• A primary factor in the decision to downgrade the country’s credit rating is the ratio of the country’s debt to its gross domestic product, Anderson said. He said that people can forget about the denominator in the equation, the GDP. If the nation slips and enters another recession, it will have a direct effect on the rating, even if the country takes debt reduction measures.
“That will be that much harder to catch up,” he said.
• Occasionally in the past, a downgrade can be neutral or even good news for a government, he said, as it will free up a government to take actions it had been avoiding to maintain its good credit rating.
Japan, for example, weathered a similar downgrade it received in 2002, he said. The U.S., however, has a number of factors that make it unique, he said, making comparisons to other countries difficult.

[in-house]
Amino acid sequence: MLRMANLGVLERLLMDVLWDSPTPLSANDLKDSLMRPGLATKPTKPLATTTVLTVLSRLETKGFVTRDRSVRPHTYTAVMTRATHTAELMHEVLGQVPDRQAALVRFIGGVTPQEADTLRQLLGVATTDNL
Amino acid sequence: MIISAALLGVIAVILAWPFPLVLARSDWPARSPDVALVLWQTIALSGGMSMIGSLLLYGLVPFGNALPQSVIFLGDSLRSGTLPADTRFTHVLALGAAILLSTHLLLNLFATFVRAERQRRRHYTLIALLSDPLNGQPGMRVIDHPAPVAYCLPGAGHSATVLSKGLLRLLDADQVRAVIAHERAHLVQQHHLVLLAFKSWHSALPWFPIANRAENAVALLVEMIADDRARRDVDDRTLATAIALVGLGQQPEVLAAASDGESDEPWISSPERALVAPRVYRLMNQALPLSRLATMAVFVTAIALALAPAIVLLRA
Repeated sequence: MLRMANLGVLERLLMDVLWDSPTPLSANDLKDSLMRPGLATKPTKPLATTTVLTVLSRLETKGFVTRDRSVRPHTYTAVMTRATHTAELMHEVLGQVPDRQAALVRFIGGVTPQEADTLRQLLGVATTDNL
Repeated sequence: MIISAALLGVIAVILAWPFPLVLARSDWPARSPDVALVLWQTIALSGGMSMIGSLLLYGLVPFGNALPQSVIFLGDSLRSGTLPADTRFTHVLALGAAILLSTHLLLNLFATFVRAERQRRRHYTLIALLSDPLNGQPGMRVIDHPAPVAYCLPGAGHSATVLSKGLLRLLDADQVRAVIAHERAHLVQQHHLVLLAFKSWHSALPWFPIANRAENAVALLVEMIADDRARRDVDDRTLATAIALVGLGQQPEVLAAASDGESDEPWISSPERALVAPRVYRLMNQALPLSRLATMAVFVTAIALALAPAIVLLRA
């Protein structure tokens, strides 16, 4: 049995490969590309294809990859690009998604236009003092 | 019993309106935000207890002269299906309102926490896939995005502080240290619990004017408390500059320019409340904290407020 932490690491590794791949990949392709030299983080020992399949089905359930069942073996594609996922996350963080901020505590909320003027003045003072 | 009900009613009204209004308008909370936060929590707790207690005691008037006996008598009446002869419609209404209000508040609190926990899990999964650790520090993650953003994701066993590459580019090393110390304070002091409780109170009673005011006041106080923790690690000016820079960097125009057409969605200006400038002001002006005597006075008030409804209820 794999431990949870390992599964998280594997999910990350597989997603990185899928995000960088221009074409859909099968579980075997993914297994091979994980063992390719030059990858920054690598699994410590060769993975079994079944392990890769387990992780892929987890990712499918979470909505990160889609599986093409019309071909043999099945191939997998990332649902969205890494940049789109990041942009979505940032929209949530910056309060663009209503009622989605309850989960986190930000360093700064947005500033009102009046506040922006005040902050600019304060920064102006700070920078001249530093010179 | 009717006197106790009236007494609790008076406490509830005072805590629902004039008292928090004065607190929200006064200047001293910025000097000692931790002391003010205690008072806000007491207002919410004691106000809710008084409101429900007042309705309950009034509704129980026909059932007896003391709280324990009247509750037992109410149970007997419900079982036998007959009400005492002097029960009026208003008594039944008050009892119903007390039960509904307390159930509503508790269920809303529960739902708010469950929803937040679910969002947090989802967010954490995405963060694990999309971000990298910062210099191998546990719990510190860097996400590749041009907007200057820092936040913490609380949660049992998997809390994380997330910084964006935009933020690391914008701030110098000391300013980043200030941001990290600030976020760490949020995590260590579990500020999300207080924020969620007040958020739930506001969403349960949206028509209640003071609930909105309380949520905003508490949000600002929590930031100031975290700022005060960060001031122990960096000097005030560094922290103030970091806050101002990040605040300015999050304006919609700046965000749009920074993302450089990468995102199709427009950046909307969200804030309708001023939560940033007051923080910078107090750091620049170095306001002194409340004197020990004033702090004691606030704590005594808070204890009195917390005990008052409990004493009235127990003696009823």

• The markets are falling, but Anderson said it likely wasn’t the downgrade by itself that had investors concerned as much as political gridlock in the United States, other debt issues in Europe and a heightened concern about the growth potential of the economy.
“For the short term, just hold on tight,” he said. The slumping market will allow some investors an opportunity to go bargain shopping on stocks, but people are still flocking to treasury bonds, which are still seen as the safest bet, he said.
• As more people invest in treasury bonds, interest rates are falling, too, he said. For people who have good credit, this shift offers another opportunity to refinance mortgages at historically low rates, Anderson said.
• Uncertainty is definitely ruling the day, he said. The VIX, an index that is a measure of how volatile the market is, has doubled since last Wednesday.
“There’s a hell of a lot of uncertainty right now, because people don’t know what this means,” he said.
By Andy Hyland